This is the final novel of one of the most innovative, comic Brazilian writers of this century. It takes the form of an anonymous high school science teacher's journal about an unpublished novel written by his deceased lover, a young woman named Julia Marquezim Enone. Her novel's central character, Maria da Franca, is a destitute and mentally unstable woman at odds with the Brazilian social welfare system, from which she is trying to claim benefits for time spent in a psychiatric hospital. The journal represents the science teacher's attempt to understand Julia's novel and, in the process, Julia herself and the relationship they once shared.
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(216mm x 142mm x 14mm)
Dalkey Archive Press
Publisher: Dalkey Archive Press
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US Kirkus Review »
A first English translation of the final novel, originally published in 1976, by the Brazilian postmodernist (1924-78) best known for his complex and challenging (or, if you will, impenetrable) symbolic novel Avalovara (1980). This novel tells multiple stories from which the reader is kept at a series of teasing removes. Its narrator, unnamed, keeps a journal that analyzes and speculates about an unpublished novel written by his late mistress Julia. That novel portrays the life and thoughts of Maria de Franca, "a moneyless mulatto heroine lost in . . . the social welfare bureaucracy," and also adrift in the slums of S??o Paulo, subject to recurring fits of madness. Maria is fascinated by newspaper stories, raised to the status of local legend, about a thief named Ana, a bold free spirit who "represents something she herself will never become." The narrator worries over whether he should write a commentary on Julia's novel, given his closeness to its author; nervously seeks evidence of himself within the book - and, when he doesn't find it, begins to doubt that he exists; contrasts Julia's engage sensibility with intricate narrative and rhetorical strategies used by writers before her; and scours her work for connections with the hermetic tradition and specifically the mystic Albertus Magnus, among other arcana. What seems to result - it's by no means clear - is the narrator's conclusion that art for art's sake and the literature of social purpose are less conflicting opposites than they are inevitably complementary elements in any writer's psyche and any reader's experience of that writer's work. What can be said is that though its structure and argument seem forbiddingly abstruse, and perhaps private, Lins's last work is agreeably crammed with life and color, and thus constitutes a hybrid every bit as intriguing as the interior story within the novel within the journal that appears to be its subject. (Kirkus Reviews)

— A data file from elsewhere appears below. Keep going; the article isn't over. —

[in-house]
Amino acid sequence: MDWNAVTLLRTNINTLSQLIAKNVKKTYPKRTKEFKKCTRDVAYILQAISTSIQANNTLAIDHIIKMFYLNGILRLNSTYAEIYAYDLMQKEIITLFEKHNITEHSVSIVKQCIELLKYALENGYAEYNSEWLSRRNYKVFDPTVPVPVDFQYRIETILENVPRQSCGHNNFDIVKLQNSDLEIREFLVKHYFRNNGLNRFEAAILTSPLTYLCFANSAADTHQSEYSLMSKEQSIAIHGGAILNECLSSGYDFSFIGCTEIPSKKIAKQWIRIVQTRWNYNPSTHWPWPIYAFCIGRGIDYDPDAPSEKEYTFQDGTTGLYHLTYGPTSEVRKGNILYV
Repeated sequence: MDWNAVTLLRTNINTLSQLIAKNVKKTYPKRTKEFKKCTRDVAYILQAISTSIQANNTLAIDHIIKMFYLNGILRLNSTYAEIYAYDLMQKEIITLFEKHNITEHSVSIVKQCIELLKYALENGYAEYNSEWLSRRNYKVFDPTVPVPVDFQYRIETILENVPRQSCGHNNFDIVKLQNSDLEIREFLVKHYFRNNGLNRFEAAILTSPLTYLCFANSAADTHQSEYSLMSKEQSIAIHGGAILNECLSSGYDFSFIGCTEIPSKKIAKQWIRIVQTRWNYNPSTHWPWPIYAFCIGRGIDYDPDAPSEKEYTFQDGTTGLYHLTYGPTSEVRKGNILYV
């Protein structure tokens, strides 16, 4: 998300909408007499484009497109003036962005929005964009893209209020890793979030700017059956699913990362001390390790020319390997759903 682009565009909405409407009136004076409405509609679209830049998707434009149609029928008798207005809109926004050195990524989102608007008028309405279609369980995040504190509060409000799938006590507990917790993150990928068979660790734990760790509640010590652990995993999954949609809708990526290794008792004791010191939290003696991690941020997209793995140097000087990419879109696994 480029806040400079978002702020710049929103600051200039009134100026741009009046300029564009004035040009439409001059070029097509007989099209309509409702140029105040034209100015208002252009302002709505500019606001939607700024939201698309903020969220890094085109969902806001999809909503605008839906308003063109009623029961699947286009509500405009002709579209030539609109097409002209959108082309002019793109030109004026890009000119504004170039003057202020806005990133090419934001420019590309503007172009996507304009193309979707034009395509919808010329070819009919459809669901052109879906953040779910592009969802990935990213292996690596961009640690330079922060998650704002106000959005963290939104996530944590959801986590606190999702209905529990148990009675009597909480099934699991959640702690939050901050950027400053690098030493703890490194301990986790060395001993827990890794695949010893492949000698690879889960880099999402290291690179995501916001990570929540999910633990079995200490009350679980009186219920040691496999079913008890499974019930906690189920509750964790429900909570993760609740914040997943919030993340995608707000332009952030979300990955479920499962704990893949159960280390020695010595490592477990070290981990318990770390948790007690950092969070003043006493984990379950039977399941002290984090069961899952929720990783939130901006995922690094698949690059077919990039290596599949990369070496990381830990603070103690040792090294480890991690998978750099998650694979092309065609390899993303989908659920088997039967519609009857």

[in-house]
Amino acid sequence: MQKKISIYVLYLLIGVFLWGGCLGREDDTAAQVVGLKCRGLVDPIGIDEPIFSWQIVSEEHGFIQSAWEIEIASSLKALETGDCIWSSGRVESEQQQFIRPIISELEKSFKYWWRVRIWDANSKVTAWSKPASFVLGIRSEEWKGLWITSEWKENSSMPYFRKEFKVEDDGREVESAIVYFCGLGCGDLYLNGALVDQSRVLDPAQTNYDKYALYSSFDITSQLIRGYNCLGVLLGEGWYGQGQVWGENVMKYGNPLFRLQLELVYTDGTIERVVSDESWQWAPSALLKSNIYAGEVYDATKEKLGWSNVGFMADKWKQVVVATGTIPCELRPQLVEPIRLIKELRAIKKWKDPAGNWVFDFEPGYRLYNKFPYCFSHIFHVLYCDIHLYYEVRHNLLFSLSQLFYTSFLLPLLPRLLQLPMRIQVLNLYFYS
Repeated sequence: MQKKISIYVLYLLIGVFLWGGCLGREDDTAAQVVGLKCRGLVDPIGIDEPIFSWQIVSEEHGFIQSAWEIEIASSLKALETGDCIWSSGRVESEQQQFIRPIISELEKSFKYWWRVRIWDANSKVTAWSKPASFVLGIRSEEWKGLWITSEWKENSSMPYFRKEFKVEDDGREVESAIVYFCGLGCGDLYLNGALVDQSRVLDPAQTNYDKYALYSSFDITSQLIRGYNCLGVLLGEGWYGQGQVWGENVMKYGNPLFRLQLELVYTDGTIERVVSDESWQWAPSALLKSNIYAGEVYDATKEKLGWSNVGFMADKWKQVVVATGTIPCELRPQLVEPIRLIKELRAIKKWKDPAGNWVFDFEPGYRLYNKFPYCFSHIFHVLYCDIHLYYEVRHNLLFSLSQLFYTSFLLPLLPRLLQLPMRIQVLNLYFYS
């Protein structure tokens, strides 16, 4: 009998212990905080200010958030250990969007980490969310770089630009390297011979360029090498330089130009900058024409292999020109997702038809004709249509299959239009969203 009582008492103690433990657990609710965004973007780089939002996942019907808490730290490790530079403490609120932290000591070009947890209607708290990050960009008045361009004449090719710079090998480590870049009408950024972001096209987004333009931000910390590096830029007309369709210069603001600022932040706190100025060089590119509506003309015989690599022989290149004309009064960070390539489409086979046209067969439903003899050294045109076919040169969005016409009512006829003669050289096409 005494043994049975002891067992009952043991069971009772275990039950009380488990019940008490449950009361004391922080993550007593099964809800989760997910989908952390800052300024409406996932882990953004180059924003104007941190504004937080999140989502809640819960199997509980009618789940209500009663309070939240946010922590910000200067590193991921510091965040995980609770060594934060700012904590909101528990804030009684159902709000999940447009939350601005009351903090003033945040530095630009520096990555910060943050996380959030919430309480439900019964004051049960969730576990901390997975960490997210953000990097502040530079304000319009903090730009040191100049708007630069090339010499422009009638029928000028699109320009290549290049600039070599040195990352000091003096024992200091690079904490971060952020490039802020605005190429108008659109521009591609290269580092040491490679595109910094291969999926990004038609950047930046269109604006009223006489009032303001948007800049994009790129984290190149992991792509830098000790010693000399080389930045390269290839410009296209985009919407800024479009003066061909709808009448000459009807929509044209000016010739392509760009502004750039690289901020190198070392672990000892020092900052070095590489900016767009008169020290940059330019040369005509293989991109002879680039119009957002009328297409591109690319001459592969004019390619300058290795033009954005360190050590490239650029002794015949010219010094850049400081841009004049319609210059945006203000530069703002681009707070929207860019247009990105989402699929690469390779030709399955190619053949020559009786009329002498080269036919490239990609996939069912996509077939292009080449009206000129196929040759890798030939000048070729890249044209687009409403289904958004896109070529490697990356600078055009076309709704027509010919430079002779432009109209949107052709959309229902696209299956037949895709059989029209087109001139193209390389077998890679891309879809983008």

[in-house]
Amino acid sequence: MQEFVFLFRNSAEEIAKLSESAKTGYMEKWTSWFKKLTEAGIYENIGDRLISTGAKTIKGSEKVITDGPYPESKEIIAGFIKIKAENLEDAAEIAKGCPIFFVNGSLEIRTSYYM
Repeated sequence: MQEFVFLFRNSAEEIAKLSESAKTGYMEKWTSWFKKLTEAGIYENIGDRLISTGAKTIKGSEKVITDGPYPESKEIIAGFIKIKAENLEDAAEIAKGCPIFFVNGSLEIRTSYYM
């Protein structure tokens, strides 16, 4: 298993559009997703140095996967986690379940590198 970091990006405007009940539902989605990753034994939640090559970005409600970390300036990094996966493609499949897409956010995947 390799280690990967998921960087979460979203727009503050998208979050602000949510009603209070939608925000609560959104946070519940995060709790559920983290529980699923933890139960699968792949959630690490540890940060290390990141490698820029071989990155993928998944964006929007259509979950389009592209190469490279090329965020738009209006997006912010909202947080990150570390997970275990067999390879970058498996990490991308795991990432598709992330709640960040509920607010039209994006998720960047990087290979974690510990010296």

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Author Biography - Osman Lins
Osman Lins (July 5, 1924, Vit ria de Santo Antao, Pernambuco, Brazil - July 8, 1978, Sao Paulo, Brazil) was a Brazilian novelist and short story writer. He is considered to be one of the leading innovators of Brazilian literature in the mid 20th century. He graduated from the University of Recife in 1946 with a degree in economics and finance, and held a position as bank clerk from 1943 until 1970. From 1970 to 1976 he taught literature. His first novel, 0 Visitante ("The Visitor"), was published in 1955. His later publications would bring him international recognition and establish his reputation--Nove, Novena (1966; "Nine, Ninth"), a collection of short stories, Avalovara (1973), a novel, and A Rainha dos C rceres da Gr cia (1976; "The Queen of the Grecian Jails"), a novel/essay. Lins was the recipient of three major Brazilian literary awards, which included the Coelho Neto Prize of the Brazilian Academy of Letters.